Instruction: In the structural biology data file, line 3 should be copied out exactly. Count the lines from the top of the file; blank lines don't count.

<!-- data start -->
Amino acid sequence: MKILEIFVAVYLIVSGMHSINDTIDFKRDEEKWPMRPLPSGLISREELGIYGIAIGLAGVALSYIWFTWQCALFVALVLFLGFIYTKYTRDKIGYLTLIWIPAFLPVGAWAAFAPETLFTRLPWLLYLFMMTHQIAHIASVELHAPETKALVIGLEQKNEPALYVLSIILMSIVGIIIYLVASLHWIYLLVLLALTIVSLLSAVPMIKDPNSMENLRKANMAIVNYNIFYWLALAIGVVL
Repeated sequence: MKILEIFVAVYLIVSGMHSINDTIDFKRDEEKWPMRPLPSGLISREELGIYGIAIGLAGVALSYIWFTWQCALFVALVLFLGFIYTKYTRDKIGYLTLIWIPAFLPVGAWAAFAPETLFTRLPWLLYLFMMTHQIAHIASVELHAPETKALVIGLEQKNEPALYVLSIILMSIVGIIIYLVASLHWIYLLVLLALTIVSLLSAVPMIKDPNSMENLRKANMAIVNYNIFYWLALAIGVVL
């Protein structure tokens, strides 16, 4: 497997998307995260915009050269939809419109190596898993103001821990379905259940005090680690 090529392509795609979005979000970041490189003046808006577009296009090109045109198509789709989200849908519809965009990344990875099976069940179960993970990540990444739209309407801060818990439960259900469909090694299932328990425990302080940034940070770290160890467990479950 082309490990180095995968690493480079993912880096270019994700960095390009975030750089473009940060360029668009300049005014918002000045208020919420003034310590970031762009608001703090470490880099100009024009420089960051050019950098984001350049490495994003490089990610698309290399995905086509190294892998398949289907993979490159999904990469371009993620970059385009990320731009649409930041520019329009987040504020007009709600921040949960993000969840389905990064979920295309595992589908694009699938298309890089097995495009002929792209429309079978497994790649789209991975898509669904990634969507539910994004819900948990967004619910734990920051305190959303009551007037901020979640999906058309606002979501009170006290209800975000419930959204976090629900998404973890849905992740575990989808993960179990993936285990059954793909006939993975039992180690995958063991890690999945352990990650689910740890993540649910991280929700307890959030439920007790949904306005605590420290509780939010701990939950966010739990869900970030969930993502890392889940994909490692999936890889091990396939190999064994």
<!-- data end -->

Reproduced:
């Protein structure tokens, strides 16, 4: 497997998307995260915009050269939809419109190596898993103001821990379905259940005090680690 090529392509795609979005979000970041490189003046808006577009296009090109045109198509789709989200849908519809965009990344990875099976069940179960993970990540990444739209309407801060818990439960259900469909090694299932328990425990302080940034940070770290160890467990479950 082309490990180095995968690493480079993912880096270019994700960095390009975030750089473009940060360029668009300049005014918002000045208020919420003034310590970031762009608001703090470490880099100009024009420089960051050019950098984001350049490495994003490089990610698309290399995905086509190294892998398949289907993979490159999904990469371009993620970059385009990320731009649409930041520019329009987040504020007009709600921040949960993000969840389905990064979920295309595992589908694009699938298309890089097995495009002929792209429309079978497994790649789209991975898509669904990634969507539910994004819900948990967004619910734990920051305190959303009551007037901020979640999906058309606002979501009170006290209800975000419930959204976090629900998404973890849905992740575990989808993960179990993936285990059954793909006939993975039992180690995958063991890690999945352990990650689910740890993540649910991280929700307890959030439920007790949904306005605590420290509780939010701990939950966010739990869900970030969930993502890392889940994909490692999936890889091990396939190999064994």